The most commonly used method is the pressurized gas one.Although the density is not a signiﬁcant storage problem in thecase of stationary applications, the pressurized gas technology hasthe inconveniences of low density and high cost for very highpressures. The use of liquid hydrogen has a higher cost, and theuse of metallic hydrides requires still a large amount of energy.The physisorption on nanotubes/nanoﬁbers and the cryoadsorptionon superactivated carbon micropores are promising to have alow cost in the future [6]. However, neither absorption nor adsorp-tion materials developed until now meet all the required propertiessuch as high storage capacity, low reaction enthalpy, fast
Contributed by the Combustion and Fuels Committee of ASME for publication inthe J
OURNAL OF
E
NGINEERING FOR
G
AS
T
URBINES AND
P
OWER
. Manuscript receivedDecember 11, 2012; ﬁnal manuscript received August 21, 2013; published onlineOctober 25, 2013. Assoc. Editor: Kalyan Annamalai.
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kinetics, high number of life cycles, low desorption temperature,etc. [8].Regarding the energy exploitation of the hydrogen, the objec-tive is to use it in the most efﬁcient way; i.e., intending to recover the energy supplied for its generation or to minimize the exergyloss in the different processes. In this way, the combined heat andpower generation (CHP) is the best option, because it allows theproduction of high quality energy (electricity), as well as recover-ing part of the wasted heat produced in the electrical energy gen-eration process. The main hydrogen-fueled CHP technologies arethe fuel cells and cogeneration turbines.To evaluate the convenience of the use of a system, energy andexergy analysis are needed. There are a lot of works in the techni-cal literature that analyze facilities based on gas turbines, mainlyfocusing on combined cycles [9 – 11], cogeneration [12 – 15] and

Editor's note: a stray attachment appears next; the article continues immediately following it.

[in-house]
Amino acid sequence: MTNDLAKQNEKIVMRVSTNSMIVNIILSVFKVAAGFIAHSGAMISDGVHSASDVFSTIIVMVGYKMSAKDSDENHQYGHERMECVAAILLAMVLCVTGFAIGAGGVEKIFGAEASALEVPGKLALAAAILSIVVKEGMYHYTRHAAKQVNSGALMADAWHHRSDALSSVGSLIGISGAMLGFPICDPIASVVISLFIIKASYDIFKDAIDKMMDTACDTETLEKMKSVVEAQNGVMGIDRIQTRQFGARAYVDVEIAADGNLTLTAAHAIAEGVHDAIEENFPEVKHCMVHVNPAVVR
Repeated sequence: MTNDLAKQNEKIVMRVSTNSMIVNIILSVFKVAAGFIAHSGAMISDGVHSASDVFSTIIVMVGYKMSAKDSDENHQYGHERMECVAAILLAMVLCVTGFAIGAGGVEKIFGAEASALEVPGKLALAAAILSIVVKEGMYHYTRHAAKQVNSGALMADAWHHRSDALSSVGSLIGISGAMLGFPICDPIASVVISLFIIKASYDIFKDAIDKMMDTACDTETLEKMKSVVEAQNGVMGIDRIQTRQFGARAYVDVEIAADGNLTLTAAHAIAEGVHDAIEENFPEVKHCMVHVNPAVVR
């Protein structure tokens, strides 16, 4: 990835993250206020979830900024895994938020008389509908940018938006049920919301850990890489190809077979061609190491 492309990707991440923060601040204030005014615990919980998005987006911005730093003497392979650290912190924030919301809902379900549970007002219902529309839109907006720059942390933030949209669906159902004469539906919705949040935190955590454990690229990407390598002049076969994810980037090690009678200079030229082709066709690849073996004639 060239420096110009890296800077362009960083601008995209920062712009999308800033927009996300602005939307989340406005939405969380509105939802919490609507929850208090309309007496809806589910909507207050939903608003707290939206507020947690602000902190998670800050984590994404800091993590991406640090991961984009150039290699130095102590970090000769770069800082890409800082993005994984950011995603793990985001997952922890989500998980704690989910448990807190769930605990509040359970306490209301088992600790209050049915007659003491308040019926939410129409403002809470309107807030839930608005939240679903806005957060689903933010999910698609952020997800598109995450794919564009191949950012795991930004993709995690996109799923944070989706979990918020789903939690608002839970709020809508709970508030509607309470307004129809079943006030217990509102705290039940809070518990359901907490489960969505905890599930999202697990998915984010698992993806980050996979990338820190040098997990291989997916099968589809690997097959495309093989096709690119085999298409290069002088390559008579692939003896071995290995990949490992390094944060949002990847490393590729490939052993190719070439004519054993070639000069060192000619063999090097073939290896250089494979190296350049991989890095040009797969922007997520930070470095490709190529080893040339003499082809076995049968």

trigeneration [16] hydrocarbon fueled.Hydrogen-fueled turbines are in a lower grade of maturity.Some authors have analyzed systems partially fueled by hydrogen(mixed with hydrocarbons, mainly with natural gas) [17] or sys-tems exclusively hydrogen-fueled. For example, Jericha et al. [18]propose a high temperature steam cycle fueled with hydrogen.Kato and Nomura [19] presents an experimental facility based ona hydrogen gas turbine (simple Brayton cycle) and they carriedout an energy analysis of it. Jin and Ishida [20] analyzed a verysimilar conﬁguration as the presented in this paper making use of exergy tools, but only from the point of view of electricity produc-tion. Finally, Xiaodan et al. [21] analyzed a more complex conﬁg-uration also aimed to electricity production. Hydrogen-fueledcombined cycles have been also proposed by other authors[22,23]. The contribution of the present work is to conceive a
hydrogen-fueled cogeneration cycle (not only focused on the elec-tricity production), in which the liquid efﬂuent (combustion prod-uct) is exploited, for increasing the energy efﬁciency.The objective of this paper is to devise both energy and exergyefﬁciencies of a microgas turbine fed with hydrogen and oxygen,that has the purpose of generating mechanical power and hotwater to cogenerate.The facility, whose objective is to serve as a base load supplyof both thermal and electrical demands of a residential area, isdescribed in detail in Sec. 2, and its operation conditions are alsodiscussed. Section 3 presents the developed methodology to calcu-late the ﬂuid properties and devices. In Sec. 4, the simulationresults are presented and discussed. Finally, Sec. 5 presents theconclusions.
2 Description of the Facility